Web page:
Airbus Defense and Space president Michael Cosentino said: "As a major satellite manufacturer and commercial operator, Airbus Defense and Space is well-positioned to offer the USAF and other US Government customers affordable and dependable access to space for both geostationary and low earth orbit hosted payloads."
Airbus Defense and Space US Government satellite communications unit president Ed Spitler said: "This is a great opportunity for Airbus Defense and Space to leverage its expertise in support of critical US space missions.
"Over the past two decades, Airbus Defense and Space has facilitated more than 30 hosted payload programmes worldwide and for US Government organisations, including the Federal Aviation Authority, Jet Propulsion Laboratory, NASA, National Research Laboratories and the National Oceanic and Atmospheric Administration."
Managed by the Air Force Space and Missile Systems Center (SMC) Developmental Planning Directorate, the contract covers multiple deliveries, including fully functioning on-orbit hosted payload systems, along with integrated ground system equipment and interfaces.
Work under the contract is scheduled to be complete by January 2029.
As well as the latest contract, the company also holds multiple future commercial satellite communications contract awards that are jointly managed by the Defense Information Systems Agency and the General Services Administration.
The contracts enable the company to provide US Government and military customers with access to its entire portfolio of transponded capacity and fixed and mobile subscription services.
Aug. 12, 2014 - By JAROSLAW ADAMOWSKI – Defense News
WARSAW — Czech Foreign Minister Lubomir Zaoralek has announced plans by his country to supply arms to the Kurdish forces in northern Iraq to support their battle against the Islamic State terror group.
Zaoralek said the Czech government considered supplying weapons to Kurdish troops because Islamist fighters have increased access to modern arms.
“The Kurdish side is not sufficiently armed to face such [militants],” Zaoralek told local news agency CTK.
The minister said that many former military officials under ousted dictator Saddam Hussein have joined the ranks of the Islamic State, which was another reason for concern by the international community.
Zaoralek did not disclose what types of weapons the Czech Republic could supply; the plan is being discussed by the Czech government, according to the minister.
“The Czech Republic is preparing deliveries of military gear for the democratic forces, which are struggling against terrorists from IS/ISIL in Iraq, regardless of whether they be a unit subordinated to the central government in Baghdad or the regional authorities of Iraqi Kurdistan,” the Czech Foreign Ministry said in a statement Monday.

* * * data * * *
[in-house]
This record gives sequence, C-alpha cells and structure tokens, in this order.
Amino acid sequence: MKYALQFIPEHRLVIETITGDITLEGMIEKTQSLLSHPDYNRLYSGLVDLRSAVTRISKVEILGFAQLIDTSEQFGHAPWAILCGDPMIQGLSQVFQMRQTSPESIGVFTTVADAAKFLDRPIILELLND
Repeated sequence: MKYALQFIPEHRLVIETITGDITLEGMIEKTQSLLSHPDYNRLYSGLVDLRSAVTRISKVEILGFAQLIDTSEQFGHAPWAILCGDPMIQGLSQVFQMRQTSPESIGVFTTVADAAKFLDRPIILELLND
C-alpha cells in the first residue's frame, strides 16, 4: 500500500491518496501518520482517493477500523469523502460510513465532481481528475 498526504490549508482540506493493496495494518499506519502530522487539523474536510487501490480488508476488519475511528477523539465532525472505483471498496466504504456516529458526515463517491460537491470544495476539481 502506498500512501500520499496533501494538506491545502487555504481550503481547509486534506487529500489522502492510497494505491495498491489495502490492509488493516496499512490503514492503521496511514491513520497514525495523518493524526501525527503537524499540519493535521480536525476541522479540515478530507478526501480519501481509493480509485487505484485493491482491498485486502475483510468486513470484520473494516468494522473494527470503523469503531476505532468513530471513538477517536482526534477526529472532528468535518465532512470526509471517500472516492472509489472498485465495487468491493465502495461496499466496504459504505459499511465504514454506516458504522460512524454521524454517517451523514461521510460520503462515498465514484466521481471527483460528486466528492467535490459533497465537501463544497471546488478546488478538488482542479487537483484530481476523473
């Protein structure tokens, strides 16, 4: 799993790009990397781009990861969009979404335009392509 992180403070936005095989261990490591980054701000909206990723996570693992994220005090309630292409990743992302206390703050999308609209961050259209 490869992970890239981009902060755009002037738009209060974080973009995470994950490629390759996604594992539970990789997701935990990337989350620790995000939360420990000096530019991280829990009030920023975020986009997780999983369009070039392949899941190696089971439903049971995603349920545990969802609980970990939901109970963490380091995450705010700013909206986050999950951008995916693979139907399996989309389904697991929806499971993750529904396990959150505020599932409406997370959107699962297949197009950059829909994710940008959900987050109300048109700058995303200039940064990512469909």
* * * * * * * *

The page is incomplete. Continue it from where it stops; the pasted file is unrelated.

The announcement by the foreign minister follows a decision by the US to ship arms to Kurdish troops in Iraq in a bid to halt an advance by Islamic State fighters. Last week, President Barack Obama said he had authorized the US military to make targeted air strikes in Iraq against the group’s militants
U.S. Soldiers from 1st Brigade, 1st Cavalry Division travel in a Bradley Fighting Vehicles during Combined Resolve II on May 24, 2014. Photo James L. Brown U.S. Army
August 13, 2014 By Jon Harper Stars and Stripes
WASHINGTON — Approximately 600 soldiers from the Army’s 1st Brigade, 1st Cavalry Division will deploy to Poland and the Baltic States to help reassure European allies who feel threatened by Russian military moves, the Pentagon announced Wednesday.
The troops and their equipment — which include M-1 Abrams tanks, infantry fighting vehicles, and armored personnel carriers — will go to Europe in October for a three-month series of training exercises.
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13 août 2014 22h17 Romandie.com (AFP)
Dohuk (Irak) - Des conseillers militaires américains doivent se rendre dans la région montagneuse de Sinjar, dans le nord de l'Irak, pour étudier les moyens d'évacuer des civils qui y sont coincés, a déclaré mercredi un porte-parole des forces de sécurité kurdes.
Quelque 130 conseillers militaires sont arrivés à Erbil, la capitale de la région autonome du Kurdistan, et certains d'entre eux devaient se rendre aux monts Sinjar pour y évaluer la situation, a déclaré à l'AFP Halgord Hekmat, sans préciser si ces hommes étaient déjà partis vers cette région.